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BUSINESS Sunday, 4 August, 2013




AkISTAnI government has decided to place a request before the new Iranian government for completely financing the vital energy project of Iran-Pakistan gas pipeline. Iran had committed to the previous PPP-led government a loan of $500 million for laying the pipeline in Pakistan, which would cost more than $1 billion. The two governments also agreed to award construction contract to Iranian firm Tadbir Energy. However, the contract could not be signed in the absence of sovereign guarantees by Pakistan. Speaking to the media the other day, Petroleum Minister Shahid khaqan Abbasi stressed that the government would continue work on the IP gas pipeline and “we will discuss the project with the new Iranian cabinet for seeking the entire financing.” Talking about liquefied natural gas (LnG) import from Qatar, Abbasi said Qatari government had asked Pakistan to build an LnG terminal before going for a gas supply deal. So far, no agreement had been signed for LnG import from Qatar, he clarified. “I visited Qatar along with Punjab chief minister, but the Qatari energy minister asked us to give a commitment that

Pakistan wants Iran to finance

gas PIPelIne Project

LnG terminal will be built first,” he said. Many countries have set up terminals first and then signed the gas supply deal. “We will follow this model,” Abbasi said. The consultant for LnG import has proposed that Pakistan bring the Asian Development Bank (ADB) on board for guarantees in an effort to avoid providing government guarantees. “We want LnG suppliers to accept guarantees provided by gas companies rather than government guarantees,” he said and declared that Pakistan would not import LnG from Qatar if the price was not feasible. He made it clear that the government would not explore the option of striking a state-to-state deal for LnG import from Qatar and said Doha had varying gas price agreements with different countries. Earlier, it provided LnG at $2 to $3 per million British thermal units (mmbtu) to Japan, which has now signed a deal at $16 to $17 per mmbtu. Similarly, India had struck an initial deal at $3 per mmbtu, but now it reached an agreement at $19 per mmbtu. India has also expressed interest in exporting LnG to Pakistan but has demanded a higher price, which Abbasi said was not acceptable. “We have asked India to revise the price.” According to the minister, bids will be invited for import of 200 million cubic feet per day of LnG on fast track through a terminal along with a jetty. In this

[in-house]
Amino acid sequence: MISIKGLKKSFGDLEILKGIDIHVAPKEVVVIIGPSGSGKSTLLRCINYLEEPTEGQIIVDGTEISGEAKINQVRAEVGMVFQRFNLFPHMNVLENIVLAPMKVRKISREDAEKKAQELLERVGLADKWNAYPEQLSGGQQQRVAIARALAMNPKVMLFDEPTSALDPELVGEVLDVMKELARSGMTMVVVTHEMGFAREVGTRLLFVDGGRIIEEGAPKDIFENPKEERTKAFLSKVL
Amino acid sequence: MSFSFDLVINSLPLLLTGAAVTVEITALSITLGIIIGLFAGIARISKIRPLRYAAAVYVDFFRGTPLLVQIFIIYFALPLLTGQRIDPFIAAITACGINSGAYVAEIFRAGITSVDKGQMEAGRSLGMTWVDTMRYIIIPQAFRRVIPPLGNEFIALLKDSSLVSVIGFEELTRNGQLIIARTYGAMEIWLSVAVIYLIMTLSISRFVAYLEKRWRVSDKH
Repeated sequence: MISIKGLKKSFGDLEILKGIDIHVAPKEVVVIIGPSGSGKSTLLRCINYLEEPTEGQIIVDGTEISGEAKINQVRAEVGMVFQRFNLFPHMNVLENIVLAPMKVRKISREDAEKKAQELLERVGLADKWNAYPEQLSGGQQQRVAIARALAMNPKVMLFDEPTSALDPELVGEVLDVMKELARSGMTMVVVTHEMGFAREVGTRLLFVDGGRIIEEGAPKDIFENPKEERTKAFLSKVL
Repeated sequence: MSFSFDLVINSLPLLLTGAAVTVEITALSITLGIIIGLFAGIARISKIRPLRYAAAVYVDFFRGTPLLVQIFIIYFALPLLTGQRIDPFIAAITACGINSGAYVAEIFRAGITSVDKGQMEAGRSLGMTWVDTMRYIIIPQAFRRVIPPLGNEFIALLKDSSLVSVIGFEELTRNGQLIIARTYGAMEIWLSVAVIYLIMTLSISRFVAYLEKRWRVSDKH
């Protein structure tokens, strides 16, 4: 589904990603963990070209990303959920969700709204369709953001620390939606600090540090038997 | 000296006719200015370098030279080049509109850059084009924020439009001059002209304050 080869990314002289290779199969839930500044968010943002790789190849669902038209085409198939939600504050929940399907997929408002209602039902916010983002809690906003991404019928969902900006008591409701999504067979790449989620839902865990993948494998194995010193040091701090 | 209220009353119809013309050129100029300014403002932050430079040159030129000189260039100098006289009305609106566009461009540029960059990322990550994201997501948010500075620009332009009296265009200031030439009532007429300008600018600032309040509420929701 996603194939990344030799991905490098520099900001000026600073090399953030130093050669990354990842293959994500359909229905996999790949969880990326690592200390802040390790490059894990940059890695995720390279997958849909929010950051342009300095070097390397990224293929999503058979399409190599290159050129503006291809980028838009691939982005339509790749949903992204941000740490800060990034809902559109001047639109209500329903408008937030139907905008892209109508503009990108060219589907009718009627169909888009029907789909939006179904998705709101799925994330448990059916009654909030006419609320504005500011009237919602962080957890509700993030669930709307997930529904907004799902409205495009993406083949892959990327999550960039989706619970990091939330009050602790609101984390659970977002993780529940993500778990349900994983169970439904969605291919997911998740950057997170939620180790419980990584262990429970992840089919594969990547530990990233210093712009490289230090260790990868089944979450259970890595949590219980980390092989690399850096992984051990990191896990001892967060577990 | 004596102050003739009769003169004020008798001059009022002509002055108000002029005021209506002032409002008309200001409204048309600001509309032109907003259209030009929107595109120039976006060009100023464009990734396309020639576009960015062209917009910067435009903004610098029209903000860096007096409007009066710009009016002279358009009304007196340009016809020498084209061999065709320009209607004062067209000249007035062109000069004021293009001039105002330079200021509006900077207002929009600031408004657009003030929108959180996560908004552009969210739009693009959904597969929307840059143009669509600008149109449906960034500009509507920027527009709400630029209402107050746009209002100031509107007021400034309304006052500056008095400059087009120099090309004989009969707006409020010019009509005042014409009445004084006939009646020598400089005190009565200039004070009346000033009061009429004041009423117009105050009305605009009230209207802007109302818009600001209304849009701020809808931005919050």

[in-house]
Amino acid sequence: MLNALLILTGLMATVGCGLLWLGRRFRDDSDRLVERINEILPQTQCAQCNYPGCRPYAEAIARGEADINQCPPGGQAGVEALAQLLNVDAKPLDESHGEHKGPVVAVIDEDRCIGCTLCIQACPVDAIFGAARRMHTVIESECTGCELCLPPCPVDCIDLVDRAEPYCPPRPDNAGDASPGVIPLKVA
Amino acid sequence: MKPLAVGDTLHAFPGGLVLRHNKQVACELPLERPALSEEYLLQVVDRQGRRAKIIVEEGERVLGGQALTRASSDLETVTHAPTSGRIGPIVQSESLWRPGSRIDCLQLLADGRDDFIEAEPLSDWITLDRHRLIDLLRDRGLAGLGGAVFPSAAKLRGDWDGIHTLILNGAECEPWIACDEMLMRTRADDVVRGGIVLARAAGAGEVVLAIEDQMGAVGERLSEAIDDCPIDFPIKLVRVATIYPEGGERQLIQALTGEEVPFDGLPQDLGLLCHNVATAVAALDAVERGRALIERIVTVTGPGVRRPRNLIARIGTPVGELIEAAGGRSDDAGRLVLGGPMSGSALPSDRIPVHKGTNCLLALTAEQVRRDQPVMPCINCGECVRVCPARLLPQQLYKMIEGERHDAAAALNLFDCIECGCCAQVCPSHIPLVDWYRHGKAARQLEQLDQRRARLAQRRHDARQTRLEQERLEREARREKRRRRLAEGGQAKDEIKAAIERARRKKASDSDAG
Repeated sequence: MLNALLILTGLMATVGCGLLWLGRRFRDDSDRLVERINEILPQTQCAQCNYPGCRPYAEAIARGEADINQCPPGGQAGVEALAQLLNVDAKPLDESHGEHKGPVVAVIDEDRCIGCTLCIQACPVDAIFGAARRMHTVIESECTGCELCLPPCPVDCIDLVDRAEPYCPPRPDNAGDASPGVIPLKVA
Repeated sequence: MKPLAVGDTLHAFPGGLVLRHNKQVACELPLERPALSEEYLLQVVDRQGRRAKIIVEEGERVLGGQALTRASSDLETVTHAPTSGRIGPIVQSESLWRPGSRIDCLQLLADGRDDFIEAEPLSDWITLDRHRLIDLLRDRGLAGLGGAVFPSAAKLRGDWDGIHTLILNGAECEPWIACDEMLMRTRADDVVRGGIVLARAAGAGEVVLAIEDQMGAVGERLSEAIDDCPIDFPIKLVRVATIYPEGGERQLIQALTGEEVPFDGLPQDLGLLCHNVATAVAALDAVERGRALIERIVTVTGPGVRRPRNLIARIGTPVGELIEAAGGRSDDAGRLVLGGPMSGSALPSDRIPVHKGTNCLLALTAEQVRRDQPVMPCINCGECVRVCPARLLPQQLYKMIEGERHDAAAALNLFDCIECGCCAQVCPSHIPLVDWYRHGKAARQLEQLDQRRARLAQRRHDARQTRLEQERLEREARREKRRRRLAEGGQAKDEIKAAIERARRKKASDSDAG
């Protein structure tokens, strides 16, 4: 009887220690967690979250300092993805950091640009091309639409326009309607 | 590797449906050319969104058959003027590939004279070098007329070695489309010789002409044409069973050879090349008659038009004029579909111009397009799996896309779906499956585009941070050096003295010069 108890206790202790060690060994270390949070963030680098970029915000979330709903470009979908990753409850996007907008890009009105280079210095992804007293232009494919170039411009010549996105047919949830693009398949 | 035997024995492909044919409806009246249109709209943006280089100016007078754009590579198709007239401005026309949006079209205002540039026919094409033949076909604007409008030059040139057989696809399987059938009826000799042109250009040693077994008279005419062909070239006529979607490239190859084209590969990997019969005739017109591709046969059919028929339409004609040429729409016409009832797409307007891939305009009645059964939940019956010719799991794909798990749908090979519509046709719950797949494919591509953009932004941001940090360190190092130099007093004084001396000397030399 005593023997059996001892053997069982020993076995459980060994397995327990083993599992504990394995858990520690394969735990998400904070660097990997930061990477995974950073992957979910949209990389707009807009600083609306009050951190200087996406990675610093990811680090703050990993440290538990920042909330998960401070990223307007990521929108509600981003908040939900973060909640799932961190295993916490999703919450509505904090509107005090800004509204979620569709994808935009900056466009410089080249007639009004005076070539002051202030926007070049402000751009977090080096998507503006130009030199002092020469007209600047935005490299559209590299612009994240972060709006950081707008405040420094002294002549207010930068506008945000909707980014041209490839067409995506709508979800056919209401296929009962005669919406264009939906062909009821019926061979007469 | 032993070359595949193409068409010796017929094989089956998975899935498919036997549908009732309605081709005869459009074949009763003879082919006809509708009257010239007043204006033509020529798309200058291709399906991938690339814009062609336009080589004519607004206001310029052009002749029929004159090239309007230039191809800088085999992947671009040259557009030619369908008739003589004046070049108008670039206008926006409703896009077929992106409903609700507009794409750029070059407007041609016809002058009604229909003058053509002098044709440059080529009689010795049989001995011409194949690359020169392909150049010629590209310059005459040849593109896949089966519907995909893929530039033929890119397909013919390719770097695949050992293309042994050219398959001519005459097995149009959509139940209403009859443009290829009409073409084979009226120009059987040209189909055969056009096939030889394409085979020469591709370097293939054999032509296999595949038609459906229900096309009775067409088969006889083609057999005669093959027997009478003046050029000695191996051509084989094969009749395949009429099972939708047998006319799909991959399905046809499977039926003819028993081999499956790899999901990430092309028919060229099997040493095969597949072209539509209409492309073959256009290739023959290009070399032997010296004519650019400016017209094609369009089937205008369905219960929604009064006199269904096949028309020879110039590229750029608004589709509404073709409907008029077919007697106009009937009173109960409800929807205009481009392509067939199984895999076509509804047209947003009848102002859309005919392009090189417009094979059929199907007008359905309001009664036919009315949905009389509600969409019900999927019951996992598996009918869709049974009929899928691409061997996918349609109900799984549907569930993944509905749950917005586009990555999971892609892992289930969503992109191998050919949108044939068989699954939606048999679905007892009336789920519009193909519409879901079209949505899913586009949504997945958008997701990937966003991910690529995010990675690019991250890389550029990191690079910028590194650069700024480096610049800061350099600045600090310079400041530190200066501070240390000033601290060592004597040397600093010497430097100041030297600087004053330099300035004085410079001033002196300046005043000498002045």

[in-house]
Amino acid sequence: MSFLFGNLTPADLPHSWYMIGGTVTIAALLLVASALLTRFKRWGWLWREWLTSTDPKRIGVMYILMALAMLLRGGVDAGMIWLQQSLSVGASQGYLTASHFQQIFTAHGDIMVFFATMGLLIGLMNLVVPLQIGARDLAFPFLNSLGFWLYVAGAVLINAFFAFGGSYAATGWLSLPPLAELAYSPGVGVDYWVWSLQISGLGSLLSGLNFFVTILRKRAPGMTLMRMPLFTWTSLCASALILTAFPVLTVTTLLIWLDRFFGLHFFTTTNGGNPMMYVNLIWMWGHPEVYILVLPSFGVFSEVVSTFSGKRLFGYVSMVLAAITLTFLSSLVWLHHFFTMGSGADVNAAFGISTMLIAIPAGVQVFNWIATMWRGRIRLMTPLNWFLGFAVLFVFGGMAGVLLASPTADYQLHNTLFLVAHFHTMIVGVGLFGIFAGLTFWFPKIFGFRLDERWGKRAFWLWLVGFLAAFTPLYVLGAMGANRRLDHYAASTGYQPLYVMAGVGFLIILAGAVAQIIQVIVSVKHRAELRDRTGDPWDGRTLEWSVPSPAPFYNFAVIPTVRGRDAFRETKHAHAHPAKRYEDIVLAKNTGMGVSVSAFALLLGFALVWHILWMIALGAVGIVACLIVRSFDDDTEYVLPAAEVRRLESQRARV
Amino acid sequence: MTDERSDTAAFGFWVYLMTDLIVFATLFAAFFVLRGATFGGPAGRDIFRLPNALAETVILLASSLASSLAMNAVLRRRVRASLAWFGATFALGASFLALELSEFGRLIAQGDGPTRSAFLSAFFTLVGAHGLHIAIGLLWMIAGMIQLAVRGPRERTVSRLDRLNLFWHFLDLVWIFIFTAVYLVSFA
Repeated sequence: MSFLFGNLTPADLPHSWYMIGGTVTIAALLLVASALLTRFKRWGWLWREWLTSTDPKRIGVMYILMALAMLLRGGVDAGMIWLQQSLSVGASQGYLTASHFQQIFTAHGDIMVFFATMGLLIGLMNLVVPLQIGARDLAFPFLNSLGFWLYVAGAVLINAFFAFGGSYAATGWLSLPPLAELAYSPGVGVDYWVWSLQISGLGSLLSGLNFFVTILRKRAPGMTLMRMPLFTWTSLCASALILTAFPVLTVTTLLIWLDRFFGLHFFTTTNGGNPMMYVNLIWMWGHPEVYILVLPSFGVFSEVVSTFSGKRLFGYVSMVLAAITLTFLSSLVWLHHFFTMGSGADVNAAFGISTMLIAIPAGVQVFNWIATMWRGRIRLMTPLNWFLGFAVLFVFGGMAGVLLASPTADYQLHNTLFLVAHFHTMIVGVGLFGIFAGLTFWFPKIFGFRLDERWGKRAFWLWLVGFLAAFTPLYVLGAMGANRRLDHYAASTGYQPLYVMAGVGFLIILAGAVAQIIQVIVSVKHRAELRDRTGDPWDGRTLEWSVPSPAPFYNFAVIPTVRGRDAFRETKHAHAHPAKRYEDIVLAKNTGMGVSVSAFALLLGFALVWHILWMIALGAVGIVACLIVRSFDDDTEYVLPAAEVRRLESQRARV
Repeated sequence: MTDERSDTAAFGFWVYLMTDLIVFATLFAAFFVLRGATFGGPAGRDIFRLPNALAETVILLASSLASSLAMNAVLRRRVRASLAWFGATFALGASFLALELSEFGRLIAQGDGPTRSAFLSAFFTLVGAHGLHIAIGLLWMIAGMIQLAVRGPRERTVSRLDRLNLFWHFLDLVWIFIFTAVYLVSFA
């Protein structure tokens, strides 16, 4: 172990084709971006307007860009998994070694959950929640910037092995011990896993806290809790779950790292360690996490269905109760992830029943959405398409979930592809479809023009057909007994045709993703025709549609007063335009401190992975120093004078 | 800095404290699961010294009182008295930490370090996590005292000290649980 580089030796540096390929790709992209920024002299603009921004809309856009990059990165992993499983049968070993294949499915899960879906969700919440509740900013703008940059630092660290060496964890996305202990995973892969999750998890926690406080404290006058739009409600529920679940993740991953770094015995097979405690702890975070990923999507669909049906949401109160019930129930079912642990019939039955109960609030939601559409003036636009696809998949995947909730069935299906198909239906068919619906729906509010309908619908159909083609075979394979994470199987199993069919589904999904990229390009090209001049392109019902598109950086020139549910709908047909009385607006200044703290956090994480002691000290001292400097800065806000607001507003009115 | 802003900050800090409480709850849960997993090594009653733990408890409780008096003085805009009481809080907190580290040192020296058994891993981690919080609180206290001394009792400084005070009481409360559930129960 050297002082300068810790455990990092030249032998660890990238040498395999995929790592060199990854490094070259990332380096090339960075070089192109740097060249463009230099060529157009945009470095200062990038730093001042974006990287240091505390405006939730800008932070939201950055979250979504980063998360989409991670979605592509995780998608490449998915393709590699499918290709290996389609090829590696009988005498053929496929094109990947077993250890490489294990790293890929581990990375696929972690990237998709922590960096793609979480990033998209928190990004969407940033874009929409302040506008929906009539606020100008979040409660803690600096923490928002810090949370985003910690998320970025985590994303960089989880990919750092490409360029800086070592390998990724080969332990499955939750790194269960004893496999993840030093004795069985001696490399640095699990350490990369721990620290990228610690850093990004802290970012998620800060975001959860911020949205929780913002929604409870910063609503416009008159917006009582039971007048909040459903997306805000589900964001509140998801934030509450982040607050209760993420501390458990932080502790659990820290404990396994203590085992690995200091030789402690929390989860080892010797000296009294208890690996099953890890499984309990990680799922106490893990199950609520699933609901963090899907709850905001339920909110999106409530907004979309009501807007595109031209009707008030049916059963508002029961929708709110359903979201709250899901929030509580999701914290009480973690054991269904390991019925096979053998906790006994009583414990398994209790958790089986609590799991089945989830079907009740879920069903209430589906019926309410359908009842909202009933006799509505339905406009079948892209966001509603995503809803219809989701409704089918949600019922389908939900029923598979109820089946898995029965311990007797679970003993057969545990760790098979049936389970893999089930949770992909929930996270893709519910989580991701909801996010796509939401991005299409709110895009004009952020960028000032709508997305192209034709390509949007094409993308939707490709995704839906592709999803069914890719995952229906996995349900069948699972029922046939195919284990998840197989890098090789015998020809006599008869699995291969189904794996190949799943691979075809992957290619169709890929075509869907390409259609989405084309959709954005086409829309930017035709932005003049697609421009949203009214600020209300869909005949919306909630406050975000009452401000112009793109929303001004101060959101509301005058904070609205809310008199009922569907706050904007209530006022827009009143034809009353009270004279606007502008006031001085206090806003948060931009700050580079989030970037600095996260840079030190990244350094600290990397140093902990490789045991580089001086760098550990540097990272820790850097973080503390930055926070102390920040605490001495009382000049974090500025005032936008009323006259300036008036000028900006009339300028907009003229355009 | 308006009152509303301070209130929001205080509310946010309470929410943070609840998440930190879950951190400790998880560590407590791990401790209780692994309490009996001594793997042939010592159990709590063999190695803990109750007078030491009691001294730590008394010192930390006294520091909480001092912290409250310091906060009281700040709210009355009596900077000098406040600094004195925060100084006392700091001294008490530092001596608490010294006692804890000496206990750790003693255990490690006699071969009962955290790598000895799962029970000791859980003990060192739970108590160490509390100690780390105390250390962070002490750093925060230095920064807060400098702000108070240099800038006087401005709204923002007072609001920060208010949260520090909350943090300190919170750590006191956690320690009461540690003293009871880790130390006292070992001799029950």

program, five parties are interested who claim that they will be able to bring LnG in six to eight months. He expected the government to sign a 10-year contract with the successful bidder and tolling charges would be paid to the terminal owner. “LnG imports will start in mid-October under this project,” he expressed the hope. In the second option, Sui Southern Gas Company (SSGC) had in-

vited bids for starting work on a retrofit project for LnG import. In this program, SSGC will convert Progas LPG terminal into an LnG handing facility. Technical bids had been opened, but financial bids were not. “We have asked SSGC board of directors to examine the financial bids. The government will push ahead with this project if it is technically and financially feasible,” he

said. 4Gas Asia has qualified for it and, according to Abbasi, PPRA rules also allowed the award of contract to a single supplier. Apart from this, two offshore projects of 500 mmcfd each were under consideration, which could be at Port Bin Qasim or Gwadar Port. “We can save $500 to $700 million per annum if we change fuel (from oil to gas),” he added.